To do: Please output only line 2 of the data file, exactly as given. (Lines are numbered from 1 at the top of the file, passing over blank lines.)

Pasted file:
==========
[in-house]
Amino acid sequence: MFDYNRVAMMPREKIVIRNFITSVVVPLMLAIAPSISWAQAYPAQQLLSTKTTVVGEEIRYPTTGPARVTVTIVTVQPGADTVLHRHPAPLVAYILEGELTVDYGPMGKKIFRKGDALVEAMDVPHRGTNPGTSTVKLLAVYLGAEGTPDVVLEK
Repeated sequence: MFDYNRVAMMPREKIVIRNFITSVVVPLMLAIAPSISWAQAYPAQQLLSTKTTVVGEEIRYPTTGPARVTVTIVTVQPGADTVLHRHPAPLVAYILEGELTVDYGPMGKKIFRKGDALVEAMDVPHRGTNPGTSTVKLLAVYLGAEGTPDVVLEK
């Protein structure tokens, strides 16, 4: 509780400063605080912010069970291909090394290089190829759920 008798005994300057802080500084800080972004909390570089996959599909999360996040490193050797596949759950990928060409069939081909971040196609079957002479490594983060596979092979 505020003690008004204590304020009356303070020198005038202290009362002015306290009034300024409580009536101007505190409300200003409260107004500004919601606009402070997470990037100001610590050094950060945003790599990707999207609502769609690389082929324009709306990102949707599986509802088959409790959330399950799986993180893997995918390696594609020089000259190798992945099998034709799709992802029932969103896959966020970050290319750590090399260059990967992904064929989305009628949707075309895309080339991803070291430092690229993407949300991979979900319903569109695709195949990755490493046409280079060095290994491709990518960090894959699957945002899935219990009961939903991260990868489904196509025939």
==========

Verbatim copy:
Amino acid sequence: MFDYNRVAMMPREKIVIRNFITSVVVPLMLAIAPSISWAQAYPAQQLLSTKTTVVGEEIRYPTTGPARVTVTIVTVQPGADTVLHRHPAPLVAYILEGELTVDYGPMGKKIFRKGDALVEAMDVPHRGTNPGTSTVKLLAVYLGAEGTPDVVLEK